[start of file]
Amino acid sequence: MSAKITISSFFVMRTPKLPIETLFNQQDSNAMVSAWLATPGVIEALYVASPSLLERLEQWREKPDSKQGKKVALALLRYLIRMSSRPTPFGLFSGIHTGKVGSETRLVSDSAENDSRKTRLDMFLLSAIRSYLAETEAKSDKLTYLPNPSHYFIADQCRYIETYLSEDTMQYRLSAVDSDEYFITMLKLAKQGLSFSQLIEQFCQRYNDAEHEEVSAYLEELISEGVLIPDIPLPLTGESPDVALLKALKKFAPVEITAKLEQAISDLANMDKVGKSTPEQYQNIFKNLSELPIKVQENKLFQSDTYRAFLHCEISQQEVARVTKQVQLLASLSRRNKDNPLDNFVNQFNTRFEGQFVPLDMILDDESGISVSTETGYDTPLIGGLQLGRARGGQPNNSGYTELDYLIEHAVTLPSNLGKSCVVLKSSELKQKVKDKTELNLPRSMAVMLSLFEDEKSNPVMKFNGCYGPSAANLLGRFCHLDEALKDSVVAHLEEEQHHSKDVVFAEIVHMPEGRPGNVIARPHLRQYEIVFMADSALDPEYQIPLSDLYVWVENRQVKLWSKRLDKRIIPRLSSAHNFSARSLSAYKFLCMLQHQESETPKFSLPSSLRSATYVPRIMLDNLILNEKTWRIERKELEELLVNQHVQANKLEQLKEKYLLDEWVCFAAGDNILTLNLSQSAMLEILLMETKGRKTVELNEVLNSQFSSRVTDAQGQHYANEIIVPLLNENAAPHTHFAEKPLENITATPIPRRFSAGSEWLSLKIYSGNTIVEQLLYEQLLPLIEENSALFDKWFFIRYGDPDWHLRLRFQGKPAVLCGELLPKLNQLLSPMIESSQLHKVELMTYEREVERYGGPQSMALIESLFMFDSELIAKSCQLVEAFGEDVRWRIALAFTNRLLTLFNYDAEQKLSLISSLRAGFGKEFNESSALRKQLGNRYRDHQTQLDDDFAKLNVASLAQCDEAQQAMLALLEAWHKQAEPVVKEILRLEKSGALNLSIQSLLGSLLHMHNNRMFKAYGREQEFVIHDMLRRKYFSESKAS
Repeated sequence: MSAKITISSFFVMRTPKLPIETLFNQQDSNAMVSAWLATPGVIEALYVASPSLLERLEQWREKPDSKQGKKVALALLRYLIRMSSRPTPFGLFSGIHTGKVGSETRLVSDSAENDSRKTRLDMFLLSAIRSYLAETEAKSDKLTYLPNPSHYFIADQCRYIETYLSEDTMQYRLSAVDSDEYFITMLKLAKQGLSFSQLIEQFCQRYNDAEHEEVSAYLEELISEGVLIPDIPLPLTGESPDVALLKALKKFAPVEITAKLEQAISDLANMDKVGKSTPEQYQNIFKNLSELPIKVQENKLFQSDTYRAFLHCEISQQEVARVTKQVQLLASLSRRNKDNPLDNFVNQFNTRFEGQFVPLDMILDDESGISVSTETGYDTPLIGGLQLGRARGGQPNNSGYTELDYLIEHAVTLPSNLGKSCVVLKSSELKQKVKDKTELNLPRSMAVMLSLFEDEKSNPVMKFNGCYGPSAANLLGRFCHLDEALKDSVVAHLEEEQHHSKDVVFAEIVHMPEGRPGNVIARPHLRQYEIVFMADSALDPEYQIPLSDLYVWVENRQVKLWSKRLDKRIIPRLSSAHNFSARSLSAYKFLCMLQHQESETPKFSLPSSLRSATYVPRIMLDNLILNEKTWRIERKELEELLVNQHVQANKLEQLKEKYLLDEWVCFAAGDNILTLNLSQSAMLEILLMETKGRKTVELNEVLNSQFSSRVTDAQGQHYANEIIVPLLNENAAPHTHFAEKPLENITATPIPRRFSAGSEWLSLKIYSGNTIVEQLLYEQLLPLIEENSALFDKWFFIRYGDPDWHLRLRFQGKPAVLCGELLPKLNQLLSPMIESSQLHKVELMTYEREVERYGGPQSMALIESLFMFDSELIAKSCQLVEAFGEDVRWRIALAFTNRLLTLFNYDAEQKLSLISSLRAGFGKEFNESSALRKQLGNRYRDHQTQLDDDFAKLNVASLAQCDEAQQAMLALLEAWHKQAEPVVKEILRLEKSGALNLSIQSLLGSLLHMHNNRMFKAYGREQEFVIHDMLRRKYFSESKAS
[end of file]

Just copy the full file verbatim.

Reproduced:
Amino acid sequence: MSAKITISSFFVMRTPKLPIETLFNQQDSNAMVSAWLATPGVIEALYVASPSLLERLEQWREKPDSKQGKKVALALLRYLIRMSSRPTPFGLFSGIHTGKVGSETRLVSDSAENDSRKTRLDMFLLSAIRSYLAETEAKSDKLTYLPNPSHYFIADQCRYIETYLSEDTMQYRLSAVDSDEYFITMLKLAKQGLSFSQLIEQFCQRYNDAEHEEVSAYLEELISEGVLIPDIPLPLTGESPDVALLKALKKFAPVEITAKLEQAISDLANMDKVGKSTPEQYQNIFKNLSELPIKVQENKLFQSDTYRAFLHCEISQQEVARVTKQVQLLASLSRRNKDNPLDNFVNQFNTRFEGQFVPLDMILDDESGISVSTETGYDTPLIGGLQLGRARGGQPNNSGYTELDYLIEHAVTLPSNLGKSCVVLKSSELKQKVKDKTELNLPRSMAVMLSLFEDEKSNPVMKFNGCYGPSAANLLGRFCHLDEALKDSVVAHLEEEQHHSKDVVFAEIVHMPEGRPGNVIARPHLRQYEIVFMADSALDPEYQIPLSDLYVWVENRQVKLWSKRLDKRIIPRLSSAHNFSARSLSAYKFLCMLQHQESETPKFSLPSSLRSATYVPRIMLDNLILNEKTWRIERKELEELLVNQHVQANKLEQLKEKYLLDEWVCFAAGDNILTLNLSQSAMLEILLMETKGRKTVELNEVLNSQFSSRVTDAQGQHYANEIIVPLLNENAAPHTHFAEKPLENITATPIPRRFSAGSEWLSLKIYSGNTIVEQLLYEQLLPLIEENSALFDKWFFIRYGDPDWHLRLRFQGKPAVLCGELLPKLNQLLSPMIESSQLHKVELMTYEREVERYGGPQSMALIESLFMFDSELIAKSCQLVEAFGEDVRWRIALAFTNRLLTLFNYDAEQKLSLISSLRAGFGKEFNESSALRKQLGNRYRDHQTQLDDDFAKLNVASLAQCDEAQQAMLALLEAWHKQAEPVVKEILRLEKSGALNLSIQSLLGSLLHMHNNRMFKAYGREQEFVIHDMLRRKYFSESKAS
Repeated sequence: MSAKITISSFFVMRTPKLPIETLFNQQDSNAMVSAWLATPGVIEALYVASPSLLERLEQWREKPDSKQGKKVALALLRYLIRMSSRPTPFGLFSGIHTGKVGSETRLVSDSAENDSRKTRLDMFLLSAIRSYLAETEAKSDKLTYLPNPSHYFIADQCRYIETYLSEDTMQYRLSAVDSDEYFITMLKLAKQGLSFSQLIEQFCQRYNDAEHEEVSAYLEELISEGVLIPDIPLPLTGESPDVALLKALKKFAPVEITAKLEQAISDLANMDKVGKSTPEQYQNIFKNLSELPIKVQENKLFQSDTYRAFLHCEISQQEVARVTKQVQLLASLSRRNKDNPLDNFVNQFNTRFEGQFVPLDMILDDESGISVSTETGYDTPLIGGLQLGRARGGQPNNSGYTELDYLIEHAVTLPSNLGKSCVVLKSSELKQKVKDKTELNLPRSMAVMLSLFEDEKSNPVMKFNGCYGPSAANLLGRFCHLDEALKDSVVAHLEEEQHHSKDVVFAEIVHMPEGRPGNVIARPHLRQYEIVFMADSALDPEYQIPLSDLYVWVENRQVKLWSKRLDKRIIPRLSSAHNFSARSLSAYKFLCMLQHQESETPKFSLPSSLRSATYVPRIMLDNLILNEKTWRIERKELEELLVNQHVQANKLEQLKEKYLLDEWVCFAAGDNILTLNLSQSAMLEILLMETKGRKTVELNEVLNSQFSSRVTDAQGQHYANEIIVPLLNENAAPHTHFAEKPLENITATPIPRRFSAGSEWLSLKIYSGNTIVEQLLYEQLLPLIEENSALFDKWFFIRYGDPDWHLRLRFQGKPAVLCGELLPKLNQLLSPMIESSQLHKVELMTYEREVERYGGPQSMALIESLFMFDSELIAKSCQLVEAFGEDVRWRIALAFTNRLLTLFNYDAEQKLSLISSLRAGFGKEFNESSALRKQLGNRYRDHQTQLDDDFAKLNVASLAQCDEAQQAMLALLEAWHKQAEPVVKEILRLEKSGALNLSIQSLLGSLLHMHNNRMFKAYGREQEFVIHDMLRRKYFSESKAS